In open plan layouts and smaller offices, activity-based working can be difficult. One alternative is to follow a zone model. Open areas can be physically separated from others using sound-absorbing panels.
Many office furniture manufacturers are also creating noise-reducing meeting pods. They can sit in an open plan area and provide a small oasis of quiet.
You should never underestimate the impact that colour can have on the mood of your employees. There’s been plenty of research into colour psychology but not quite so much into its impact on employee productivity.
Research by the University of Central Lancashire found that workplace colour was an important consideration that could influence employee’s performance and productivity. However, opinions on what affect different colours have differ.
It’s been suggested that red can be stimulating but also increase tension.
Blue and green are well known for their calming effect.
Yellow and white have been associated with optimism.
Ultimately, the relationship between people and colours is a bit more complex than this. We’re certainly not suggesting that colour alone can improve productivity and wellbeing.
However, colourful vinyl wallpaper, accent colours on furniture, branded signage, coloured floor tiles and other elements can certainly help to brighten the mood in an office.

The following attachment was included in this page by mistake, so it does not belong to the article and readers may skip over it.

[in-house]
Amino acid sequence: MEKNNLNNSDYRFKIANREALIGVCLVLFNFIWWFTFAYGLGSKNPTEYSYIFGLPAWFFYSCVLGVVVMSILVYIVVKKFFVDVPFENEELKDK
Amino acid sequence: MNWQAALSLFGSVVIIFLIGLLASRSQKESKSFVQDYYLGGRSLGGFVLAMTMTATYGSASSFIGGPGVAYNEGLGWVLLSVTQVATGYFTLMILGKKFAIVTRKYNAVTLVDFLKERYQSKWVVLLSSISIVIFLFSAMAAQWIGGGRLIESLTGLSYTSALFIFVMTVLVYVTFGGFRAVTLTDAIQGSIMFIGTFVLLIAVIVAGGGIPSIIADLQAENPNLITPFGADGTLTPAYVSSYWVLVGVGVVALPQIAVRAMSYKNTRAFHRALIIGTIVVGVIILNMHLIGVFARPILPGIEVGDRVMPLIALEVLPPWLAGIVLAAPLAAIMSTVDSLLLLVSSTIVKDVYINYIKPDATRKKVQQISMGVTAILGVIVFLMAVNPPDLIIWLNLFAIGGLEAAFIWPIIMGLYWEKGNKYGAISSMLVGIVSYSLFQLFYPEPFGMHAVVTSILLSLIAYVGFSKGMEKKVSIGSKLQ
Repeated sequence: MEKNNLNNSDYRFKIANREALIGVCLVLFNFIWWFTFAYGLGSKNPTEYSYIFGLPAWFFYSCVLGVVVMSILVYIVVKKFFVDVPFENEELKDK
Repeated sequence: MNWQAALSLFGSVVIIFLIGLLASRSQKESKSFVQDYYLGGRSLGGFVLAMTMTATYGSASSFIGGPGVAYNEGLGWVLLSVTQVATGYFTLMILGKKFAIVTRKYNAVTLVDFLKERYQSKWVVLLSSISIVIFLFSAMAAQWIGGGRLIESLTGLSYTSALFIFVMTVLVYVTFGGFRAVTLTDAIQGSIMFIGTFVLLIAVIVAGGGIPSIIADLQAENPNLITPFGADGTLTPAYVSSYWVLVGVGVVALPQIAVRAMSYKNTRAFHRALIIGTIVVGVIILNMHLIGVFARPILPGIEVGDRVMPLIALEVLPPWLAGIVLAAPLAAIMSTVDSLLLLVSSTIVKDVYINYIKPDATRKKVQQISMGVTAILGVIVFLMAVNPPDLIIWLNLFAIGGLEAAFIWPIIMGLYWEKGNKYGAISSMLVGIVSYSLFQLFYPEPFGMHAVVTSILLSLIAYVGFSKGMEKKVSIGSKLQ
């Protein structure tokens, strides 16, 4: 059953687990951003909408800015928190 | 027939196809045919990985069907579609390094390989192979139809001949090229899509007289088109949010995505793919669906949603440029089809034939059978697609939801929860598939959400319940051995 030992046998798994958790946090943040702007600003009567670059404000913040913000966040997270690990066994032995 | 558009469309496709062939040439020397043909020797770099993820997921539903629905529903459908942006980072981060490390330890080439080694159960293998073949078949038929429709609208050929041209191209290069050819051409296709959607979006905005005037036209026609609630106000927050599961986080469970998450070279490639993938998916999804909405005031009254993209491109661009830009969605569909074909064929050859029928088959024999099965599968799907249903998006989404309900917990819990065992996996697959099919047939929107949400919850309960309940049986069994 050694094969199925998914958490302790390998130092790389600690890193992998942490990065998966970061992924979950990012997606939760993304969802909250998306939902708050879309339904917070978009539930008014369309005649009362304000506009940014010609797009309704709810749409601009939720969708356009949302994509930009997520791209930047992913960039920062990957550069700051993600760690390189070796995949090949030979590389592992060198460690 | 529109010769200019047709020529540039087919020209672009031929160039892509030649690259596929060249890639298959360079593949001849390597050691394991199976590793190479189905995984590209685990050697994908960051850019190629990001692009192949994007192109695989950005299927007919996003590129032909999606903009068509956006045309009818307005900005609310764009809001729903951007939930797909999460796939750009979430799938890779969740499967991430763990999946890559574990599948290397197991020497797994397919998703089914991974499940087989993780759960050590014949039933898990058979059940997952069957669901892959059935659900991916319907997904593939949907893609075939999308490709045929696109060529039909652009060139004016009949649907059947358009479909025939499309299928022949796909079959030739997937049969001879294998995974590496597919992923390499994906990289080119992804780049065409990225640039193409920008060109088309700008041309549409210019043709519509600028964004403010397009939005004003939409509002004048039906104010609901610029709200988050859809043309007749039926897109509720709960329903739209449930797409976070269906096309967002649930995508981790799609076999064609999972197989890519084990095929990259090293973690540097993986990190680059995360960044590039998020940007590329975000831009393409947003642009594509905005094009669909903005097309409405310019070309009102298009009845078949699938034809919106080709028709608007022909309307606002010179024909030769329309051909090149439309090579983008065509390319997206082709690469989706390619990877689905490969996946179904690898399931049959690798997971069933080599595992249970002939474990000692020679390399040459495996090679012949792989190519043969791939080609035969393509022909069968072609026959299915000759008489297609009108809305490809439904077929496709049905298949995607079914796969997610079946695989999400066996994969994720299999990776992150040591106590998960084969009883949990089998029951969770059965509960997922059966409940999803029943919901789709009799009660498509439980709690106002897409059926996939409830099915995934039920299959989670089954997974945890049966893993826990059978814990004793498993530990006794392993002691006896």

In terms of office design, current colour trends that we’ve noticed include metallic tones, natural greens (including Pantone’s 2017 colour of the year) and there’s even been a specific shade of Millennial Pink that proved popular at this year’s Milan design week.
More businesses are emphasising the importance of encouraging fitness in the workplace to improve staff wellbeing and reduce sickness absence.
As well as encouraging behavioural shifts, from using the stairs more often to having stand-up meetings, the layout of an office can be used to inspire staff to be more active.
Activity-based working by its very nature encourages movement around the workplace so that staff can find the space that best suits their needs.
Sit/Stand desks are becoming more popular and furniture manufacturers, Steelcase, have taken things one step further with their treadmill desk; the Walkstation.
At Paramount, we’re lucky enough to have our own on-site gym. However, while the design of a workplace can help to encourage activity, it needs to be embedded in the culture of the business before it can be truly embraced by employees.
We couldn’t possibly write a blog for Plant Plan without mentioning the importance of nature in the workplace.
With living pictures and green walls becoming a growing trend (sorry, couldn’t help it) there’s now more research about how adding plant life into the workplace can benefit your staff.
A study of 7,600 workers across 16 countries by virtual forum Human Spaces found that people working in offices containing natural features had a 15% higher sense of wellbeing and were 6% more productive.
In Portugal, a co-working space for creative companies fully embraced this plant-loving approach. They filled their offices with more than 2,000 individual plants and trees from 100 different species!
If you’d like to find out more about how plants can enhance your office, get in touch with one of the Plant Plan team today.